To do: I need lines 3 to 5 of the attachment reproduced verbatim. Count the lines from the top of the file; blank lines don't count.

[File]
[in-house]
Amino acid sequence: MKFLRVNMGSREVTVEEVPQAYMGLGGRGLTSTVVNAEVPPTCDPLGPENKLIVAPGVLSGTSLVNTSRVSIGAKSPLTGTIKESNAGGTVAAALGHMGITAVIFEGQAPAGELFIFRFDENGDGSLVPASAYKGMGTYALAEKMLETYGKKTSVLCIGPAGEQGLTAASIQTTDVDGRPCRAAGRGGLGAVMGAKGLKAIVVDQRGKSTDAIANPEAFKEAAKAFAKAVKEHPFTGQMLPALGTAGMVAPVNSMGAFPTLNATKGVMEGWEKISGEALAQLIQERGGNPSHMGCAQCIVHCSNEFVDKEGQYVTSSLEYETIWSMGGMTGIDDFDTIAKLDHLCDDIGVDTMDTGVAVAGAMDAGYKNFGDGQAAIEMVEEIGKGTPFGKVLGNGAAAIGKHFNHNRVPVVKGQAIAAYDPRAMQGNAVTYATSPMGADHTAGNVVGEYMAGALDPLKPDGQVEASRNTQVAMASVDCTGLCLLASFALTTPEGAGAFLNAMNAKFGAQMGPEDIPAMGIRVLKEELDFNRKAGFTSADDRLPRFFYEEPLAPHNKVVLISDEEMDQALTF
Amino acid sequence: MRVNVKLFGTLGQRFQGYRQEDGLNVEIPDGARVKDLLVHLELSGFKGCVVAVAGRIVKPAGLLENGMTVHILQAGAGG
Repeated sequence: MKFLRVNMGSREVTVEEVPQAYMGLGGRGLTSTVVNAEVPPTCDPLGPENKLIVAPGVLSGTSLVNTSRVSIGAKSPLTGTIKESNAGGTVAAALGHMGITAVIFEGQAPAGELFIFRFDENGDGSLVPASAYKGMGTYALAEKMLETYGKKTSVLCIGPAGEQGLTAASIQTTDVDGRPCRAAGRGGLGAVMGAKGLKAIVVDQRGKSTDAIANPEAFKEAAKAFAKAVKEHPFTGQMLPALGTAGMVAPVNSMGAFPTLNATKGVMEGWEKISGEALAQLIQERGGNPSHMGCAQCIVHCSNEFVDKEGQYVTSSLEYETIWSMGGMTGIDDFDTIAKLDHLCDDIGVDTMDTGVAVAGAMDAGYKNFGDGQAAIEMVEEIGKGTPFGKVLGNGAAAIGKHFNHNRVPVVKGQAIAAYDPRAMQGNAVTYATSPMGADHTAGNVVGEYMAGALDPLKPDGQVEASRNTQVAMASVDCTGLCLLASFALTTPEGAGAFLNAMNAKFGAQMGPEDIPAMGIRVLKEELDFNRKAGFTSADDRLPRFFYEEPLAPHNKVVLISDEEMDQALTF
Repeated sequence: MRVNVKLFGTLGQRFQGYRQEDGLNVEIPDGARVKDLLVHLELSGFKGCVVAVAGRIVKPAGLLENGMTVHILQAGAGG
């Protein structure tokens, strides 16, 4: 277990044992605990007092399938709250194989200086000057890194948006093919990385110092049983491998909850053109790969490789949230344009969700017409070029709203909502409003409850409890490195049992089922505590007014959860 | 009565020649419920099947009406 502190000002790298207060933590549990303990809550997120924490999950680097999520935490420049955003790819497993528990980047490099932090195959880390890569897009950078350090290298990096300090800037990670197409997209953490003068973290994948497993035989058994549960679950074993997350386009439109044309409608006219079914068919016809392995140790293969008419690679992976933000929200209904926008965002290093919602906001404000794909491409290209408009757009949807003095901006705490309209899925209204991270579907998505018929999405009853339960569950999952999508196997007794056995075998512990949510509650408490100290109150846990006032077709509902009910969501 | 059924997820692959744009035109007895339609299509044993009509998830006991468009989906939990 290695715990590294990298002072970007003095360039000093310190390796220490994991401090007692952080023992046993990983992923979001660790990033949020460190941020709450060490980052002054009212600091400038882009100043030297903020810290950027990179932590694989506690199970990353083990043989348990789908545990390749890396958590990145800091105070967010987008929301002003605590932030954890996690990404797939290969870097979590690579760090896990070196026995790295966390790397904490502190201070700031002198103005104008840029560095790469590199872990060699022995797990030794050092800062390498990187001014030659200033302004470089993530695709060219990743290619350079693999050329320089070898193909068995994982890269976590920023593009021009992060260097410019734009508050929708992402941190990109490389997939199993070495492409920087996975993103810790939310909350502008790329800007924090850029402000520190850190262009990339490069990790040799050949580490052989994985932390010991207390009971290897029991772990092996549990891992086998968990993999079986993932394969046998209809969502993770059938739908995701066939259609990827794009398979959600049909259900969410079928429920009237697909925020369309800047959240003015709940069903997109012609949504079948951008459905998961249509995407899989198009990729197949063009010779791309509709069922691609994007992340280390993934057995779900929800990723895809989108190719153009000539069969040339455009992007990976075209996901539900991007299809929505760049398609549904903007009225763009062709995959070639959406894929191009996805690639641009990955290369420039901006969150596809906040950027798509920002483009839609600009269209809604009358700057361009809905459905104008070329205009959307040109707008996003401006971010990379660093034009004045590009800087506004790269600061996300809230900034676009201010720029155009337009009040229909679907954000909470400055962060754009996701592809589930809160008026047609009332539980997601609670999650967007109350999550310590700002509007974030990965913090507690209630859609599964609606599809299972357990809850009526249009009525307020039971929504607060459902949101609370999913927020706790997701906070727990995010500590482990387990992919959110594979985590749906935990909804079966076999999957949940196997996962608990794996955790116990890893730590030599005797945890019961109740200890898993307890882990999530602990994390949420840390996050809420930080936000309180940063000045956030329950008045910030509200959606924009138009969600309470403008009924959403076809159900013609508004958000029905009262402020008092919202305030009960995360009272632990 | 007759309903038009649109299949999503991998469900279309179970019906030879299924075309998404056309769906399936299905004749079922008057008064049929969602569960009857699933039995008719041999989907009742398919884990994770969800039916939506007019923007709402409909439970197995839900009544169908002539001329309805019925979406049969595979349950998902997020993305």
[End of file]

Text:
Amino acid sequence: MRVNVKLFGTLGQRFQGYRQEDGLNVEIPDGARVKDLLVHLELSGFKGCVVAVAGRIVKPAGLLENGMTVHILQAGAGG
Repeated sequence: MKFLRVNMGSREVTVEEVPQAYMGLGGRGLTSTVVNAEVPPTCDPLGPENKLIVAPGVLSGTSLVNTSRVSIGAKSPLTGTIKESNAGGTVAAALGHMGITAVIFEGQAPAGELFIFRFDENGDGSLVPASAYKGMGTYALAEKMLETYGKKTSVLCIGPAGEQGLTAASIQTTDVDGRPCRAAGRGGLGAVMGAKGLKAIVVDQRGKSTDAIANPEAFKEAAKAFAKAVKEHPFTGQMLPALGTAGMVAPVNSMGAFPTLNATKGVMEGWEKISGEALAQLIQERGGNPSHMGCAQCIVHCSNEFVDKEGQYVTSSLEYETIWSMGGMTGIDDFDTIAKLDHLCDDIGVDTMDTGVAVAGAMDAGYKNFGDGQAAIEMVEEIGKGTPFGKVLGNGAAAIGKHFNHNRVPVVKGQAIAAYDPRAMQGNAVTYATSPMGADHTAGNVVGEYMAGALDPLKPDGQVEASRNTQVAMASVDCTGLCLLASFALTTPEGAGAFLNAMNAKFGAQMGPEDIPAMGIRVLKEELDFNRKAGFTSADDRLPRFFYEEPLAPHNKVVLISDEEMDQALTF
Repeated sequence: MRVNVKLFGTLGQRFQGYRQEDGLNVEIPDGARVKDLLVHLELSGFKGCVVAVAGRIVKPAGLLENGMTVHILQAGAGG